An earthquake (also known as a quake, tremor, or temblor) is the result of a sudden release of energy in the Earth's crust that creates seismic waves.
Earthquakes are recorded with a seismometer, also known as a seismograph. The moment magnitude (or the related and mostly obsolete Richter magnitude) of an earthquake is conventionally reported, with magnitude 3 or lower earthquakes being mostly imperceptible and magnitude 7 causing serious damage over large areas. Intensity of shaking is measured on the modified Mercalli scale.
At the Earth's surface, earthquakes manifest themselves by shaking and sometimes displacing the ground. When a large earthquake epicenter is located offshore, the seabed sometimes suffers sufficient displacement to cause a tsunami. The shaking in earthquakes can also trigger landslides and occasionally volcanic activity.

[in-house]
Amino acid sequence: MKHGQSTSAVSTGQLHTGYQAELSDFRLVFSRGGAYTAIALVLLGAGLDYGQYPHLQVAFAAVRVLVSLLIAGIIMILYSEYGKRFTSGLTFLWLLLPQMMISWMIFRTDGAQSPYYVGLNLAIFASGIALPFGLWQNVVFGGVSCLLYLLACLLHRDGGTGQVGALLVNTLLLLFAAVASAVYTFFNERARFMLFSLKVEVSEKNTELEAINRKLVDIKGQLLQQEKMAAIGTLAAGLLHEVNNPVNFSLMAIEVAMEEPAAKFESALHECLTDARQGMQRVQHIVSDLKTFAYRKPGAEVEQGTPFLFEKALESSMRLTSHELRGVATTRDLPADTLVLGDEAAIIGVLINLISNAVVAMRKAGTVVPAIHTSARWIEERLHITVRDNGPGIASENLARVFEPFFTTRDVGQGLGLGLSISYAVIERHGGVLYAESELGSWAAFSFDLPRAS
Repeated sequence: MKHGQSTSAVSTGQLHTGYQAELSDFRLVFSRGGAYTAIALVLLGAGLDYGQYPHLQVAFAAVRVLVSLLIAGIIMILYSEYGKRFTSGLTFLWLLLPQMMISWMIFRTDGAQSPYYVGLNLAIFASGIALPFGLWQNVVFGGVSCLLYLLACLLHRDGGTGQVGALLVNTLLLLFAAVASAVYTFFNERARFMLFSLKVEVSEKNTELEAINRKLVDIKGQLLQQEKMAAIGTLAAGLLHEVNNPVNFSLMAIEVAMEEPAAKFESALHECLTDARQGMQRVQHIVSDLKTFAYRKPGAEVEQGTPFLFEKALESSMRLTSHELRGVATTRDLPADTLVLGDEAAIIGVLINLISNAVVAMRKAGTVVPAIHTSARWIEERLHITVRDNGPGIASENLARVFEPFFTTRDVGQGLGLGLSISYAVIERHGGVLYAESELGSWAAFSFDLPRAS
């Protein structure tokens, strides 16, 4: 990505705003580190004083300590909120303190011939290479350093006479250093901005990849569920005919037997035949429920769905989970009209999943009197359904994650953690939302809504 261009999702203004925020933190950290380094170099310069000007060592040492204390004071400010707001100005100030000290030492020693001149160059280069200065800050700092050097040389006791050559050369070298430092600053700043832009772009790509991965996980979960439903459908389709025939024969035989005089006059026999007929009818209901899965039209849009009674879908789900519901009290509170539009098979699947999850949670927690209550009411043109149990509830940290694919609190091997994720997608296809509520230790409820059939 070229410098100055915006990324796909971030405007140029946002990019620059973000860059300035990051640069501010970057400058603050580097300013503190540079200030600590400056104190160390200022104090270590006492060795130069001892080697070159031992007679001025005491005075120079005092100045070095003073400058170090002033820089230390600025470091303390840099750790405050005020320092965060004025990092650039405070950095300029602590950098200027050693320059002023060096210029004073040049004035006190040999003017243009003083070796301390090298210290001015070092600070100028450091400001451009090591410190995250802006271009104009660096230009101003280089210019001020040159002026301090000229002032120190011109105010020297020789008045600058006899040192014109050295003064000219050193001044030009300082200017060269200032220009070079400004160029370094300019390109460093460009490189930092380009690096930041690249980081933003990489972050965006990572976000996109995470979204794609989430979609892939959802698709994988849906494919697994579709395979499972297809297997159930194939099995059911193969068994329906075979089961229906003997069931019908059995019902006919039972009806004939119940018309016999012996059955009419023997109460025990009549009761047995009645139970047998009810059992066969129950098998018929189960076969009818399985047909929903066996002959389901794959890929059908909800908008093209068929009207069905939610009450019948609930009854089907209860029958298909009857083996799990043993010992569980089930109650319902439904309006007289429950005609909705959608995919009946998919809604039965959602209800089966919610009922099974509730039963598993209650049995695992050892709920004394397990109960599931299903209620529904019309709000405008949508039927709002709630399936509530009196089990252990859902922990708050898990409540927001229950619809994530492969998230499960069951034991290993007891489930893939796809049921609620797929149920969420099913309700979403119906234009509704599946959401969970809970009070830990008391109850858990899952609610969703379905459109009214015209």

That's the case with an earthquake in Lorca, Spain. The quake measured 5.1 on the Richter scale and killed nine people. According to an analysis published in Nature Geoscience, the Lorca quake was caused by the extraction of groundwater from an aquifer near the fault that slipped.
In fact, it doesn't take much to trigger an earthquake. Oil and gas wells, rock quarries, even the added pressure of a reservoir lake behind a new dam can cause the ground to rumble. But we don't know what pressure levels are safe, nor is it clear whether man-made quakes are unique or just the early arrival of temblors that would have occurred naturally.